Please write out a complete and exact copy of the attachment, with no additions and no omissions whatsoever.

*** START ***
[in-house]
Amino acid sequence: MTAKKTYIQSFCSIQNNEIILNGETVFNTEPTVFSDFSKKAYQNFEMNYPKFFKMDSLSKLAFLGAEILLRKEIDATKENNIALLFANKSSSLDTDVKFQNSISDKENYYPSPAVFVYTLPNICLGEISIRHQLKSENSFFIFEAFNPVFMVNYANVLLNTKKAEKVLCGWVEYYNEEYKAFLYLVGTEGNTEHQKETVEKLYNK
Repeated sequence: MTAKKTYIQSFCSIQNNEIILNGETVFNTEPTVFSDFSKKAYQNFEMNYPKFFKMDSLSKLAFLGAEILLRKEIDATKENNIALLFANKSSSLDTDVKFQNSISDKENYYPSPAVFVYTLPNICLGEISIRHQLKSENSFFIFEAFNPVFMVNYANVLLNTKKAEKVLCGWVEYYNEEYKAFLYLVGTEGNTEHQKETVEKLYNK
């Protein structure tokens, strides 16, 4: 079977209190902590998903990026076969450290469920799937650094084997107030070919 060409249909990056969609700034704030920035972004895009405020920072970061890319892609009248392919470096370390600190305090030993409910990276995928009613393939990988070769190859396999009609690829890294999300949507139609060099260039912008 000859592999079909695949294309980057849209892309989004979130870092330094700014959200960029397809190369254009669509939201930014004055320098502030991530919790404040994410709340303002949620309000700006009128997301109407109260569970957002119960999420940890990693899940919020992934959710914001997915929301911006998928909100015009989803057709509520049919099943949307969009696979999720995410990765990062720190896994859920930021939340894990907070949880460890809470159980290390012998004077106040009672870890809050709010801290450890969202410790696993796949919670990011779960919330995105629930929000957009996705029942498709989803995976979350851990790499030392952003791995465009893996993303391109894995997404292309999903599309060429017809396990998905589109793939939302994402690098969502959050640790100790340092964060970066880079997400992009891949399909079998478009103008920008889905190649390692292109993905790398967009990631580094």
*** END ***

[in-house]
Amino acid sequence: MTAKKTYIQSFCSIQNNEIILNGETVFNTEPTVFSDFSKKAYQNFEMNYPKFFKMDSLSKLAFLGAEILLRKEIDATKENNIALLFANKSSSLDTDVKFQNSISDKENYYPSPAVFVYTLPNICLGEISIRHQLKSENSFFIFEAFNPVFMVNYANVLLNTKKAEKVLCGWVEYYNEEYKAFLYLVGTEGNTEHQKETVEKLYNK
Repeated sequence: MTAKKTYIQSFCSIQNNEIILNGETVFNTEPTVFSDFSKKAYQNFEMNYPKFFKMDSLSKLAFLGAEILLRKEIDATKENNIALLFANKSSSLDTDVKFQNSISDKENYYPSPAVFVYTLPNICLGEISIRHQLKSENSFFIFEAFNPVFMVNYANVLLNTKKAEKVLCGWVEYYNEEYKAFLYLVGTEGNTEHQKETVEKLYNK
């Protein structure tokens, strides 16, 4: 079977209190902590998903990026076969450290469920799937650094084997107030070919 060409249909990056969609700034704030920035972004895009405020920072970061890319892609009248392919470096370390600190305090030993409910990276995928009613393939990988070769190859396999009609690829890294999300949507139609060099260039912008 000859592999079909695949294309980057849209892309989004979130870092330094700014959200960029397809190369254009669509939201930014004055320098502030991530919790404040994410709340303002949620309000700006009128997301109407109260569970957002119960999420940890990693899940919020992934959710914001997915929301911006998928909100015009989803057709509520049919099943949307969009696979999720995410990765990062720190896994859920930021939340894990907070949880460890809470159980290390012998004077106040009672870890809050709010801290450890969202410790696993796949919670990011779960919330995105629930929000957009996705029942498709989803995976979350851990790499030392952003791995465009893996993303391109894995997404292309999903599309060429017809396990998905589109793939939302994402690098969502959050640790100790340092964060970066880079997400992009891949399909079998478009103008920008889905190649390692292109993905790398967009990631580094």